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How Do I Become a Physiotherapist?

The muscular system is the specific focus of physiotherapy.
To become a physiotherapist, an individual must attain a high GPA and obtain a post-baccelaureate degree.
A physiotherapist working with a client.
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  • Written By: Sandra Koehler
  • Edited By: Bronwyn Harris
  • Last Modified Date: 22 August 2014
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A physiotherapist, or physical therapist (PT), is a trained allied health professional who treat physical impairments due to injury, illness, prolonged inactivity or aging. The specific focus of physiotherapy is the muscular system. To become a physiotherapist, education must be obtained by an accredited school. An accredited school has a program which has undergone extensive review by the Commission on Accreditation in Physical Therapy Education, also known as CAPTE accreditation. This accreditation ensures the quality of educational courses and that of the instructors.

In order to become a physiotherapist, you must obtain a post-baccalaureate degree. In other words, you must continue your education beyond a bachelor’s degree and obtain a master’s or doctorate degree. Though no specific undergraduate degree is required, focusing on a science major is your best bet. You must also obtain licensure after schooling and maintain it in good standing.

To become a physiotherapist, you must attain a high grade point average (GPA), typically a minimum of 3.0, especially in the sciences, including chemistry, biology, statistics and physics. Many programs also require at least one anatomy and physiology course prior to acceptance. Volunteering is also an important determining factor in acceptance into physiotherapy studies. Colleges tend to favor those who have volunteered in a physical therapy setting, as a physical therapy aide for example, in addition to other community service activities. Letters of recommendation from a licensed physical therapist are also required before acceptance into a physical therapy program.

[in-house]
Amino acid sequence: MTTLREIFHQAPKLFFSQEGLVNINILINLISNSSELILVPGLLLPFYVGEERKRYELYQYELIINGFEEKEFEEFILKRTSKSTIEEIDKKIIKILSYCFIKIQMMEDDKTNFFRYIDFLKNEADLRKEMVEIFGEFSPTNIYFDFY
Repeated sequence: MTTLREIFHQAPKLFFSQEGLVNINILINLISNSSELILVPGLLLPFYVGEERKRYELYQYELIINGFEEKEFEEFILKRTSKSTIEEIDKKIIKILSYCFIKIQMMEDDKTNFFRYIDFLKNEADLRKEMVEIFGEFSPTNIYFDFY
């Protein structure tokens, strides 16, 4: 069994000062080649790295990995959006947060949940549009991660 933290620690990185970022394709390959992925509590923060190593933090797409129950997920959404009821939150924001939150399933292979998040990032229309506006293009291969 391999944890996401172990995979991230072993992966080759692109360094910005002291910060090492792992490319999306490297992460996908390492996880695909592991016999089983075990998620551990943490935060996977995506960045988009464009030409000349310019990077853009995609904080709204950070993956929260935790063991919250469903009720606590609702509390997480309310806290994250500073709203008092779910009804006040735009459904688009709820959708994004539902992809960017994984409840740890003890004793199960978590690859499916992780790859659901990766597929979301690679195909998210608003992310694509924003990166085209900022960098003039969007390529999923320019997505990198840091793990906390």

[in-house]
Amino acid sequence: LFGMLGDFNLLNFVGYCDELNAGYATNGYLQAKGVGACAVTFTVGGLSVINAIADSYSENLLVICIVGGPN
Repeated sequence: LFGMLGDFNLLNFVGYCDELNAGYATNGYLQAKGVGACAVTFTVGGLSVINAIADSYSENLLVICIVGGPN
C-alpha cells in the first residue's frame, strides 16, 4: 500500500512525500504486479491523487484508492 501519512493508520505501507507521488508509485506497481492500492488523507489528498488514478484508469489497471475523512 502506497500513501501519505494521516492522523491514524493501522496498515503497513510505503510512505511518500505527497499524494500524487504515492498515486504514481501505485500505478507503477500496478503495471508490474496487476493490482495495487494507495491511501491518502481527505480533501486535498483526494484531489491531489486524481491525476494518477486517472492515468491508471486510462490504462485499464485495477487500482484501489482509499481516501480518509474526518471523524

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A physiotherapist is responsible for implementing treatment protocols. Because of this, to become a physiotherapist, extensive knowledge of the body and how it works is essential. Understanding the effects of injuries, diseases and illnesses is also important to minimize pain symptoms and maximize functional capabilities. Expertise is required regarding specialized physical therapy equipment, exercise treatment protocols, general mobility skills, activities of daily living and specialized modalities such as heat/ice applications, ultrasound and electric stimulation for pain relief, among other things. Physiotherapists are also responsible for knowing and recognizing warning signs that may impede progress or threaten client health.

In order to work as a physiotherapist, or physical therapist, state licensure must be obtained and maintained. Fees for state licensure testing and acquisition vary from state to state. To continue practicing as a physiotherapist, the PT must follow the continuing education requirements of the state in which they are employed or risk forfeiture of the right to practice physical therapy. Licenses are typically renewed every two years.